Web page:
Hey everyone! Today I’d like to welcome Libby Heily to The Five Year Project. She’s here to tell us about where her newest main character, Grape, came from.
Take it away, Libby!
The Birth of Grape Merriweather
Welcome to Sortilege Falls is my second novel. My first, Tough Girl, was about an eleven-year-old who is bullied and starving and loses herself in an imaginary world to combat the misery of her life. I wanted to write something happy after that and WTSF is about as “happy” as my writing gets. The idea was to come up with a main character whose very name sounds like a smile, thus Grape Merriweather was born. Stories grow and writers hardly ever end up writing the book they intended. That is definitely true with WTSF. My “happy” story grew to encompass the themes of beauty worship, celebrity, as well as delving into the mysterious relationships between child stars and their parents.
But I tried to stay true to my original idea of Grape. She’s not without her troubles and woes. In the beginning of the novel, Grape is new at school and eager to impress. She spends over an hour the night before trying on outfits to find the perfect one. But she is ignored by students and teachers alike. Everyone is too caught up with the beyond gorgeous models to bother with one new student. The more time passes, the more Grape realizes that Sortilege Falls is not what it’s cracked up to be, and she’s going to find out why.
We discover this weird world along with Grape and I tried to stay true to her voice. It was very important to me that Grape wasn’t perfect, that she partially fell under the Models’ spell. She fights throughout the novel to make her own decisions and not bend to the Models’ will.
Hopefully, Grape comes across as a complex character. She stands up for herself and her friends but she also senses social pressure and makes awkward comments to try to fit in. She wants friends and to be liked. Don’t we all? But she won’t allow herself to be pushed around either.
But maybe explaining Grape isn’t best. Maybe I should let you meet her instead. Below, we see Grape deal with a potential stalker. It’s late at night and Grape has just watched as her brother, Brad, heads into the woods to take plants (Brad is huge into botany). Graeson, the only kid at school who talked to her, surprises her in her back yard:
“Calm down,” the vamp kid from school said, his hands raised in the air like a victim. He had switched his purple shirt for a black one and slicked his curly hair back as well. “It’s cool. It’s just me,” he said and reached out to grab her shoulder.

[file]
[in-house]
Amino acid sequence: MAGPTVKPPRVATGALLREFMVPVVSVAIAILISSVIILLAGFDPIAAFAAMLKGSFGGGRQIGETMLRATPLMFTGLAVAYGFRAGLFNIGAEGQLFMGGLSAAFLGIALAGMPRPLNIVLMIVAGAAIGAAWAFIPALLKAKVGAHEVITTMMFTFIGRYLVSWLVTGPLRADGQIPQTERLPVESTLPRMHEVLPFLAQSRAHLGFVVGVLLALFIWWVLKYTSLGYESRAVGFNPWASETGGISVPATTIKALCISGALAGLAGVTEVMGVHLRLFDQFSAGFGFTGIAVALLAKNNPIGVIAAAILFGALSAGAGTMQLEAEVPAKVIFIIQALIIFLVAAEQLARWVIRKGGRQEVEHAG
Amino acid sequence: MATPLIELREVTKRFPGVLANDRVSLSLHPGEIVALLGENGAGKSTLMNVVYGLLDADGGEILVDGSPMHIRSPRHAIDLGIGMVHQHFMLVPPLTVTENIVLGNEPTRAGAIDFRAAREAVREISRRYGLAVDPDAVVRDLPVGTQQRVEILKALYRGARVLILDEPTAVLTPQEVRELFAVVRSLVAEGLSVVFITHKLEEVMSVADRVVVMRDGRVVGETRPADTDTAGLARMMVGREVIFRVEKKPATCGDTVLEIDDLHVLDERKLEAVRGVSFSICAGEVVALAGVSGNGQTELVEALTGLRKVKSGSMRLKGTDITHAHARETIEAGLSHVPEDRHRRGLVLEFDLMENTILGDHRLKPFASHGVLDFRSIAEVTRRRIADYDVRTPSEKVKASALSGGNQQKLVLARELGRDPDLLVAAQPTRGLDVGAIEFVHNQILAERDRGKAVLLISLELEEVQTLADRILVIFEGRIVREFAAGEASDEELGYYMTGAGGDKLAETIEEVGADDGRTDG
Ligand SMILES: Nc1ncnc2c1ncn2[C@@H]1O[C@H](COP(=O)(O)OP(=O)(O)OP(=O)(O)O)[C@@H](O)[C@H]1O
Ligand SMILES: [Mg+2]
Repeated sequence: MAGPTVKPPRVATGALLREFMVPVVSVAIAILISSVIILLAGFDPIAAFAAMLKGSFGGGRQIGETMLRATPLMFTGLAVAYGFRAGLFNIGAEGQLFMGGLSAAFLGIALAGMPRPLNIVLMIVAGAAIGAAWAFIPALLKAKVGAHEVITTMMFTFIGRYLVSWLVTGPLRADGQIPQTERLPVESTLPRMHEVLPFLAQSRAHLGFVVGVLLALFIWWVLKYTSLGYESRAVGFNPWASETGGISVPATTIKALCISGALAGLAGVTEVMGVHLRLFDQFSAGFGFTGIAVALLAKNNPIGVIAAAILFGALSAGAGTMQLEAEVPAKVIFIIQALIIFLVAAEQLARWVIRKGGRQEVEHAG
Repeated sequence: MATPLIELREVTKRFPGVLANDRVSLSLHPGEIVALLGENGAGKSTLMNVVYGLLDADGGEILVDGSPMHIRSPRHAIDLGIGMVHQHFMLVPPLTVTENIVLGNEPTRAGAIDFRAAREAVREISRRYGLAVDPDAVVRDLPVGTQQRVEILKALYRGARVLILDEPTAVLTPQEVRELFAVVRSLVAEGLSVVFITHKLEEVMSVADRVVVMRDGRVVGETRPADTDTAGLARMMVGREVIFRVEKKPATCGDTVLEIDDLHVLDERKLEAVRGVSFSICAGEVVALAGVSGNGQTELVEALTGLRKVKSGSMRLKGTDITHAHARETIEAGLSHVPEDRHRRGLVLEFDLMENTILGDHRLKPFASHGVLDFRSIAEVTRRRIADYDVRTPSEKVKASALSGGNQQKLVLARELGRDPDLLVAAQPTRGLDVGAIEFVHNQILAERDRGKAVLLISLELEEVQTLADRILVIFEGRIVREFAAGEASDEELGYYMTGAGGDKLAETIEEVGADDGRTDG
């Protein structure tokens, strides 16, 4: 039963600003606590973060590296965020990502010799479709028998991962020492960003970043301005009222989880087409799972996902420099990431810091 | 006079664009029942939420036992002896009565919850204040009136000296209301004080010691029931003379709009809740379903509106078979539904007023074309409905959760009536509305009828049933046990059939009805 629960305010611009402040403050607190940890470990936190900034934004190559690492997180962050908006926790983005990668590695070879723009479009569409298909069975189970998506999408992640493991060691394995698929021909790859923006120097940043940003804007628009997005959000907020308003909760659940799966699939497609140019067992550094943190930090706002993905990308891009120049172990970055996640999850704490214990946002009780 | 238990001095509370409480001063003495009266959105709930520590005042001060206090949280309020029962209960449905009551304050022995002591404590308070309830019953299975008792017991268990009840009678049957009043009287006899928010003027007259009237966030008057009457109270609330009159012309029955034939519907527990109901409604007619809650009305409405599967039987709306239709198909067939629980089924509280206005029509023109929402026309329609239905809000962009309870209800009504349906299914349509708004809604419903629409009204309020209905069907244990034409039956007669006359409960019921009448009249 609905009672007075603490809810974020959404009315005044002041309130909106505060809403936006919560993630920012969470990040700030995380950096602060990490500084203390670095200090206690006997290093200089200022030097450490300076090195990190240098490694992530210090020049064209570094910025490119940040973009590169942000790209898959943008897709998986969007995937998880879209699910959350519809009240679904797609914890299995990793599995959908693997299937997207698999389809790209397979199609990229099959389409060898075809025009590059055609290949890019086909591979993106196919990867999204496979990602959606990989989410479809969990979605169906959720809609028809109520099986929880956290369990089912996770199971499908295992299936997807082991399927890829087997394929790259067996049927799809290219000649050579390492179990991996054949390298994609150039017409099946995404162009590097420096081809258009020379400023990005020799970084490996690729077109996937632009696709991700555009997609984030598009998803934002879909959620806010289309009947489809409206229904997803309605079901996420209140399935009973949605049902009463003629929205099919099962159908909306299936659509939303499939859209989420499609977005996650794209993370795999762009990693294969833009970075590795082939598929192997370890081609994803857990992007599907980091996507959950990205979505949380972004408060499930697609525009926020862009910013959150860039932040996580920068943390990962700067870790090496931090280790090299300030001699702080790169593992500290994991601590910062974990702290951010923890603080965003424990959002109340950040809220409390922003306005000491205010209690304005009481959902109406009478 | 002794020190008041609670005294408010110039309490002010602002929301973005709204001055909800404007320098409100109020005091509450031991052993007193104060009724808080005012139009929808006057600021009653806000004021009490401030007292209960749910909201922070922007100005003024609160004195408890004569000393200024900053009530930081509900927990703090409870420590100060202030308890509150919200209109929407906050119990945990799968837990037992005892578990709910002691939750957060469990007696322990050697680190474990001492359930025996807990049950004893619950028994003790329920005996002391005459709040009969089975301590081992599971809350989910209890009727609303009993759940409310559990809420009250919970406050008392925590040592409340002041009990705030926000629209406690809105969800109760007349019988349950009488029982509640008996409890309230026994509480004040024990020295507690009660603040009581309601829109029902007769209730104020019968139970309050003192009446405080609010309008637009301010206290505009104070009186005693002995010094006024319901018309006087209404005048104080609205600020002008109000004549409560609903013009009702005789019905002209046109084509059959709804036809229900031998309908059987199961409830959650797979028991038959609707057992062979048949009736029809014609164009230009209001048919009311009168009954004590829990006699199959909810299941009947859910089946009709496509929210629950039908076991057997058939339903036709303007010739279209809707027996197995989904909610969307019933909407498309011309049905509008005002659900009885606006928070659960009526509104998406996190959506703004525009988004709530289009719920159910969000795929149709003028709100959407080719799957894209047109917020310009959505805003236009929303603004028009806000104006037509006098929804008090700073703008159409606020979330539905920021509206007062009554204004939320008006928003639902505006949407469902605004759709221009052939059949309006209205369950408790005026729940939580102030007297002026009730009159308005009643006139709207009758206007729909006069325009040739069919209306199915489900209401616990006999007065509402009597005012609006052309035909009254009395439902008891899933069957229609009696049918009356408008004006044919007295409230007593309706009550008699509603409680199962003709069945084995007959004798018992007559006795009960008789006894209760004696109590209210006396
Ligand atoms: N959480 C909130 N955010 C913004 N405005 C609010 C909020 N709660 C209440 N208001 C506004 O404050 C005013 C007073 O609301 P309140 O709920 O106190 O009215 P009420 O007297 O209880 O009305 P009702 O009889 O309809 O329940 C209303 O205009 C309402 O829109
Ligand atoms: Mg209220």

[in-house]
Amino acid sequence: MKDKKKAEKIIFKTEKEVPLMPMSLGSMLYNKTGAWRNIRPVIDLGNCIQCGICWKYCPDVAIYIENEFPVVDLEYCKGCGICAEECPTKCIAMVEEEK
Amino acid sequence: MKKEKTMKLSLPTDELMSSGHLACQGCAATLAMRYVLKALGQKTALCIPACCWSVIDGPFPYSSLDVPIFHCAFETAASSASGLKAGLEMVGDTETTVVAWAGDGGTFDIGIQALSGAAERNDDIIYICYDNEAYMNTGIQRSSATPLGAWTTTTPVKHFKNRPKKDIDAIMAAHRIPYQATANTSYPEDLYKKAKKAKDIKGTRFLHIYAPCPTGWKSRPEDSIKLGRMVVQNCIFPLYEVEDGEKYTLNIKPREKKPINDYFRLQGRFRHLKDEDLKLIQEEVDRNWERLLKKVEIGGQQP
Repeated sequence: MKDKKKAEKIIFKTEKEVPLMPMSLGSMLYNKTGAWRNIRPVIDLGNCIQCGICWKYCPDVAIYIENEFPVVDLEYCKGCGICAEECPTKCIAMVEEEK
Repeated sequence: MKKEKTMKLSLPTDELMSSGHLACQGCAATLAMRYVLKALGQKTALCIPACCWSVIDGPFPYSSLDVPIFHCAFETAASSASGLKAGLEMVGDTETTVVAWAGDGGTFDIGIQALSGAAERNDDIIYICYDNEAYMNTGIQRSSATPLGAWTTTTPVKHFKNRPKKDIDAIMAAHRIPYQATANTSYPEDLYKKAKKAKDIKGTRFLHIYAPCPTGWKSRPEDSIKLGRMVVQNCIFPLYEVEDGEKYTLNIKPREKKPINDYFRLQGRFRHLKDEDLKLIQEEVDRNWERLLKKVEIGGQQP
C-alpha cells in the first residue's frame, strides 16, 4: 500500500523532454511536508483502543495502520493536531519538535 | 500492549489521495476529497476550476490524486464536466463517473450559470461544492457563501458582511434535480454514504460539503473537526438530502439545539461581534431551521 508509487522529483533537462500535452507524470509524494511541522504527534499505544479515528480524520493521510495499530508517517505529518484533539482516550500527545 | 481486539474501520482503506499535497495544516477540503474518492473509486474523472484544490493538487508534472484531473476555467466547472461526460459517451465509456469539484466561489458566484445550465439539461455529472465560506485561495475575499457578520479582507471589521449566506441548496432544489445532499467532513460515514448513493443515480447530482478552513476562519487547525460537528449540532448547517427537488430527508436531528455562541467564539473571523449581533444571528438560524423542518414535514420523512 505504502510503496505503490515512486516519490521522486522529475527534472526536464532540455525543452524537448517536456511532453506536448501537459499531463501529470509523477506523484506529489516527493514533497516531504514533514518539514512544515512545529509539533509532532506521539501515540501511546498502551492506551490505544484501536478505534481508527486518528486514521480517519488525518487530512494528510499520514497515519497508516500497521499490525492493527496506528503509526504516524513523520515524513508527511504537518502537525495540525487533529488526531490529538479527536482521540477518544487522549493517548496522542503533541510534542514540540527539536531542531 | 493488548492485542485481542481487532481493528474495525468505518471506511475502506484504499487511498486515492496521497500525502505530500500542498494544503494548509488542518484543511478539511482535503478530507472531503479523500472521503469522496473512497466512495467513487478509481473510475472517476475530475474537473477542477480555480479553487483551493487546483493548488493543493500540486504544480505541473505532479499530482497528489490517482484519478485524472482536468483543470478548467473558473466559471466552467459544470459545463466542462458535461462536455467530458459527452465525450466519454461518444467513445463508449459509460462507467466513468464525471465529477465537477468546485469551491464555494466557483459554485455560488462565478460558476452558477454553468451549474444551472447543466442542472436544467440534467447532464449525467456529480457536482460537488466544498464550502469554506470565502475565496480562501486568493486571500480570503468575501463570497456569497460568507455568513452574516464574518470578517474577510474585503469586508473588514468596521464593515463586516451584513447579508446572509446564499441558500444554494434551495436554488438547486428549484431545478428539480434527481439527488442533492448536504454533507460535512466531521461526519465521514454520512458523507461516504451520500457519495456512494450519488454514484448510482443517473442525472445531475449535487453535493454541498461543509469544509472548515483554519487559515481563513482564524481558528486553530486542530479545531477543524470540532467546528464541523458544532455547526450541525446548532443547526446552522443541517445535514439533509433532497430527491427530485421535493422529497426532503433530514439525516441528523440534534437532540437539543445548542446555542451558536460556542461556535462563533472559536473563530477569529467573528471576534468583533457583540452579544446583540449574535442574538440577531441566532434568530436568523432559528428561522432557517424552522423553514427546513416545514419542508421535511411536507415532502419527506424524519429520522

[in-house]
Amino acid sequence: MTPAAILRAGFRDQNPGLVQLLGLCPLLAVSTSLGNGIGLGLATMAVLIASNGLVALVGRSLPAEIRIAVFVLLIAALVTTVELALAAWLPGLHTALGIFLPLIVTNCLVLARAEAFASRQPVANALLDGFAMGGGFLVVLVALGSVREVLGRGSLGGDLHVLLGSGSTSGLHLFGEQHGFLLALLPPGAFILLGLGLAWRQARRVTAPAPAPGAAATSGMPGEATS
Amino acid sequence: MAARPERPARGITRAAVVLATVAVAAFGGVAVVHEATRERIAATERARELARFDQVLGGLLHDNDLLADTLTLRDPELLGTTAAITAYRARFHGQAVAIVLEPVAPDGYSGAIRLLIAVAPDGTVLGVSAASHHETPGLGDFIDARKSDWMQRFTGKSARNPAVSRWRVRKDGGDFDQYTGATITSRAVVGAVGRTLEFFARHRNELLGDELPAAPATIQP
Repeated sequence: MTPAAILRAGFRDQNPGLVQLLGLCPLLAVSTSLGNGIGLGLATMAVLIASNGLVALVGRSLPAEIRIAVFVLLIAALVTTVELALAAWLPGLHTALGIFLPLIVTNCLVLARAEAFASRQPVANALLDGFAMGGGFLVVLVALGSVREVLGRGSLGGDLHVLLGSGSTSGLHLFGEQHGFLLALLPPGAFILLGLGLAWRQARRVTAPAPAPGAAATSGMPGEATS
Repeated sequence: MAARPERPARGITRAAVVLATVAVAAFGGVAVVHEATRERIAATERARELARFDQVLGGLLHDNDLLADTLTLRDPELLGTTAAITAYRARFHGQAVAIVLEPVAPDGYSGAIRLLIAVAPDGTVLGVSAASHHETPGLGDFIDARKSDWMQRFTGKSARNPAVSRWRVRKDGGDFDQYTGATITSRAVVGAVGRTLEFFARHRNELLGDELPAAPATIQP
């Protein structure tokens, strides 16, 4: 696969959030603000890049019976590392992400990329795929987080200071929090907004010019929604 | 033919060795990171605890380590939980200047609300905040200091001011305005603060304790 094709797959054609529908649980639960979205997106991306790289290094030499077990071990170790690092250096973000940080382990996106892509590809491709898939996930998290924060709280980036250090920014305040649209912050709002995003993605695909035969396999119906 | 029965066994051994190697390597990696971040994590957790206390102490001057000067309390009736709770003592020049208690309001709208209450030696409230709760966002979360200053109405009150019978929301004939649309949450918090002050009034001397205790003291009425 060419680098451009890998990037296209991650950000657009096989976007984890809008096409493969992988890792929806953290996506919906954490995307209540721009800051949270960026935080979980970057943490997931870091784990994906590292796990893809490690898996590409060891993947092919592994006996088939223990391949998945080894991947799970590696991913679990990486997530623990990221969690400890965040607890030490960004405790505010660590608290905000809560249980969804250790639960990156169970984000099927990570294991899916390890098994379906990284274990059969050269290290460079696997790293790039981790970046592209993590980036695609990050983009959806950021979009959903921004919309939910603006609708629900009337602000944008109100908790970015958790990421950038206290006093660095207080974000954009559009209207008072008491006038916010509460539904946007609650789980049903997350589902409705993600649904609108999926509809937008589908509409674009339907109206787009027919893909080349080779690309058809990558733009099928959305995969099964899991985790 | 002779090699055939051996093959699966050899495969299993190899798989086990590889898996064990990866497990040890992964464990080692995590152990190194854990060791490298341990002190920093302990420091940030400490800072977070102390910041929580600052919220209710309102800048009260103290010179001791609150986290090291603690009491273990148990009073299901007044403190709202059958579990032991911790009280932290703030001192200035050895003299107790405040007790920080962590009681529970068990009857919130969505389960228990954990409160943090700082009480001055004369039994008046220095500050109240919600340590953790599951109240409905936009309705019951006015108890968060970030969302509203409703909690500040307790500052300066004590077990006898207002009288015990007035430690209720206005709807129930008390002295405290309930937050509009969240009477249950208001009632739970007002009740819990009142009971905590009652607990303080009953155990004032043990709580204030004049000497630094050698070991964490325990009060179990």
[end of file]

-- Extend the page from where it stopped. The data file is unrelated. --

Grape pushed him hard in the chest, making him stumble backward. “Don’t touch me. What are you doing here?”
He regained his balance and rubbed his chest where she’d shoved him. “I wanted to see where you lived. That really hurt.”
She slit her eyes at him. “I’m glad it hurt. It was supposed to.”
“That’s not very nice.”
Grape grabbed the lawn chair and held it above her head. “Are you a stalker?”
“You’re sneaking around my house at night wearing all black.” She readied herself to swing the lawn chair. It was pretty light and wouldn’t do much damage so she decided to aim for a vulnerable spot—his face.
“No. I just thought… I don’t know. I thought you looked nice.”
“Do I look nice now?” She gave the chair a swing, missing his nose by inches. She hopped back a little and held the chair up high again. He got one warning shot, that was it. The next swing would break his nose.
“I’m sorry. I thought this would be romantic.” He reached into his baggy pants pocket and pulled out an iPod with a little set of speakers attached. “I was going to play a song for you.”
“No. Really, listen.”
He pressed play and an unholy mix of instruments blasted out in a tinny blare. He shut it off quickly. “Wrong song. One second.”
He looked up at her with heartbreak in his eyes. “I just need one second.”
“Shoo! Go! Off with you!” She shoved the chair at his chest, driving him backward.
He gave her one last dejected look and walked around the corner of the house toward the street.
Grape rushed back into the house, chair in hand. She locked the door. If Brad didn’t have his key, then he’d just have to knock and risk alerting their mother to his late-night shenanigans. She was not leaving the door unlocked for that boy to break in and serenade her.
Are you a book reviewer? You can find Welcome to Sortilege Falls on Netgalley.
I was born during a blizzard. I’m told it was pretty cool but I have no memory of that time. I grew up in two tiny towns in Virginia and spent most of my twenties moving around the US. I’ve lived in Virginia, Florida, Missouri, and Washington. I’ve settled down, for now, in Raleigh, North Carolina.
I’m a writer and improviser. I studied acting in college but spent more time rewriting lines than memorizing them. My first play, Fourth Wall, was produced my junior year. Since then, I’ve written several full length plays, one acts, and screenplays. I started writing fiction in my late twenties. Now, I focus mainly on novels but still dabble in theater.
Fun facts about me: There are none. I’m sorry to disappoint you so soon. But, I do love to read, write, and run. My hubby is my favorite person on earth. Dogs are my second favorite. All dogs. I love orange juice, especially when it’s mixed with club soda. Carbonation is better than alcohol. Jaws is my favorite movie. Everything I’ve said so far is true.
Find Libby on the interwebs: